One of the things I've been trying to do on this blog is to explain Einstein's theories of relativity. Here are my previous posts on this subject:
The first two have to do with Einstein's first theory of Special Relativity, in which spacetime is taken to be fixed. The third post describes what fields are. The last four describe his second theory, General Relativity, in which the geometry of spacetime is itself a field: the gravitational field.
The gravitational field is also called the metric , where and are indices selected from the four spacetime dimensions . However, the exact form of the metric depends on your choice of coordinates, and it is always possible to pick coordinates so that the metric at any point looks just like the metric of Special Relativity. For this reason, in order to discuss curved spacetimes (those that differ from the flat spacetime of Special Relativity, e.g. the gravitational field of the Sun or the Earth) we need to compare the metric at different points.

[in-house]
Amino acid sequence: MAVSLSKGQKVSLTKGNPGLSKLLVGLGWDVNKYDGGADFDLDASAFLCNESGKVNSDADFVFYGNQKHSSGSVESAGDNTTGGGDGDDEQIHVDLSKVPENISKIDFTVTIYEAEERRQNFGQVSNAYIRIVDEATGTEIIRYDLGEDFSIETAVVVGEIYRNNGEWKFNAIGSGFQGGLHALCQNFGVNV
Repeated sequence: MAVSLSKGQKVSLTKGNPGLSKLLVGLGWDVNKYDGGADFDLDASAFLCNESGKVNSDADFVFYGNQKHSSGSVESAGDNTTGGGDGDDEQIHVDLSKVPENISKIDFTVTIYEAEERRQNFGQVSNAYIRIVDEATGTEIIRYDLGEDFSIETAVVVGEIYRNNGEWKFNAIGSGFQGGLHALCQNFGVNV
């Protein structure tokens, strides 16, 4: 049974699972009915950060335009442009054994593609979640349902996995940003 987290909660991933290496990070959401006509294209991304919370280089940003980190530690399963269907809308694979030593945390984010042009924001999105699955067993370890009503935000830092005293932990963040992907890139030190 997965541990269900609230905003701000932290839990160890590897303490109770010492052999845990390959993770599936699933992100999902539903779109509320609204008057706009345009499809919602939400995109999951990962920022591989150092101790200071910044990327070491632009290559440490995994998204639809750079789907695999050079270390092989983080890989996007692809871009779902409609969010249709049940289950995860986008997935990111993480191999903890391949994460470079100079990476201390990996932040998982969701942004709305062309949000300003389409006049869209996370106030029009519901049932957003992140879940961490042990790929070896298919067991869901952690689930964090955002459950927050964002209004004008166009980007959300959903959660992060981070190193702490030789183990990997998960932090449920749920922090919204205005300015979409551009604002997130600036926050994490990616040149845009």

The basic idea is this: Suppose we are sitting at one particular point of spacetime, and we imagine we have an infinitesimal arrow whose base sits at the point and which points (ever so infinitesimally) away from in some direction. We call such a thing a vector and write it as , where . This is actually a set of four numbers: would be a number saying how far points in the 0-direction, would be a number saying how far points in the 1-direction, and so on.
Now, suppose we take this vector on a vecation tour through spacetime. Perhaps it would be simpler just to think about space for a minute. Imagine vectors lying on a 2-dimensional sphere. (Warning: when an ordinary person uses the word sphere, they usually mean to include the interior, but when a math or physics person says sphere, they only mean the surface!) Imagine for example, that the vector lies on the surface of a Earth, and pretend that the vertical up-down direction doesn't exist. So on a random point on the Earth's surface, can point north, south, east, west, or in-between, but it can't tilt up or down.